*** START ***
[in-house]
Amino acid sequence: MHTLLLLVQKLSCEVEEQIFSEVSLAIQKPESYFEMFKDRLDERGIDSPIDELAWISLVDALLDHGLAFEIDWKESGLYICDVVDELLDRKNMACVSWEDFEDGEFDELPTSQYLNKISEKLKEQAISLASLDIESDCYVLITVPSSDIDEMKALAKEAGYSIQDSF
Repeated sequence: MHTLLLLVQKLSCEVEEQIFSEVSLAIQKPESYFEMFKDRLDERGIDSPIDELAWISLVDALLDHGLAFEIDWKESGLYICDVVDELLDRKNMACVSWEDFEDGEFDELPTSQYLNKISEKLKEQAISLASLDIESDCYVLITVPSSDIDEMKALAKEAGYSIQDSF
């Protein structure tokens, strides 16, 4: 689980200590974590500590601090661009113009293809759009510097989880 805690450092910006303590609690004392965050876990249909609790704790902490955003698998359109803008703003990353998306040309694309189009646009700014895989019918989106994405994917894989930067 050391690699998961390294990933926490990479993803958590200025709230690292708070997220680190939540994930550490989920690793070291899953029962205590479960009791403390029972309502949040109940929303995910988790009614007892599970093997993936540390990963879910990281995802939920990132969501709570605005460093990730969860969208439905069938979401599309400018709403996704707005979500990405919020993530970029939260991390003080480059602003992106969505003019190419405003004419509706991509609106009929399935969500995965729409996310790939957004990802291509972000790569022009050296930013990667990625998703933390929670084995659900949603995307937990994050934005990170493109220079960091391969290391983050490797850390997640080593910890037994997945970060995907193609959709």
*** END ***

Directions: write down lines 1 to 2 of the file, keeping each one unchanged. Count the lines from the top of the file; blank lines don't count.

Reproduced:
[in-house]
Amino acid sequence: MHTLLLLVQKLSCEVEEQIFSEVSLAIQKPESYFEMFKDRLDERGIDSPIDELAWISLVDALLDHGLAFEIDWKESGLYICDVVDELLDRKNMACVSWEDFEDGEFDELPTSQYLNKISEKLKEQAISLASLDIESDCYVLITVPSSDIDEMKALAKEAGYSIQDSF